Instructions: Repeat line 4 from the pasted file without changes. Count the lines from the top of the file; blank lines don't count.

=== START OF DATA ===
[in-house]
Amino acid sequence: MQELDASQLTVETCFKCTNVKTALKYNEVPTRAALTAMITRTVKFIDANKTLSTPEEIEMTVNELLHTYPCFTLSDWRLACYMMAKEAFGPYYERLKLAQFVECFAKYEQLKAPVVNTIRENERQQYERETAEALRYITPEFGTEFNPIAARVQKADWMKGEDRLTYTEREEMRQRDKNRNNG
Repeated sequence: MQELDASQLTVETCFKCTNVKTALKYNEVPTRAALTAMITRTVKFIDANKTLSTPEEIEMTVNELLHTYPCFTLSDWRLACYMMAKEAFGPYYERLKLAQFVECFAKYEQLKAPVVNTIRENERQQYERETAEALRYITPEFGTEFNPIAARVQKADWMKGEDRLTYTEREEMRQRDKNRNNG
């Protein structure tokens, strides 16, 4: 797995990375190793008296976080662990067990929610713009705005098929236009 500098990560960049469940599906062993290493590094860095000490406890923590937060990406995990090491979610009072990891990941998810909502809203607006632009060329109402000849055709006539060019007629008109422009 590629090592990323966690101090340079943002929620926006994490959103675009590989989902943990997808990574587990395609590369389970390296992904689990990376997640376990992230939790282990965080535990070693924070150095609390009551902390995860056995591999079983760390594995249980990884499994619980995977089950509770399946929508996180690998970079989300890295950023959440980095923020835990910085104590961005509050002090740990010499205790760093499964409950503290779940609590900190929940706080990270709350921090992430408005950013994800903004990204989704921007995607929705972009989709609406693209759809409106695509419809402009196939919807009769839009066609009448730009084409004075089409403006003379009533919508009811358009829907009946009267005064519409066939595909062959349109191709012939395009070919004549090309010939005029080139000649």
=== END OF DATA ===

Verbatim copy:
């Protein structure tokens, strides 16, 4: 797995990375190793008296976080662990067990929610713009705005098929236009 500098990560960049469940599906062993290493590094860095000490406890923590937060990406995990090491979610009072990891990941998810909502809203607006632009060329109402000849055709006539060019007629008109422009 590629090592990323966690101090340079943002929620926006994490959103675009590989989902943990997808990574587990395609590369389970390296992904689990990376997640376990992230939790282990965080535990070693924070150095609390009551902390995860056995591999079983760390594995249980990884499994619980995977089950509770399946929508996180690998970079989300890295950023959440980095923020835990910085104590961005509050002090740990010499205790760093499964409950503290779940609590900190929940706080990270709350921090992430408005950013994800903004990204989704921007995607929705972009989709609406693209759809409106695509419809402009196939919807009769839009066609009448730009084409004075089409403006003379009533919508009811358009829907009946009267005064519409066939595909062959349109191709012939395009070919004549090309010939005029080139000649």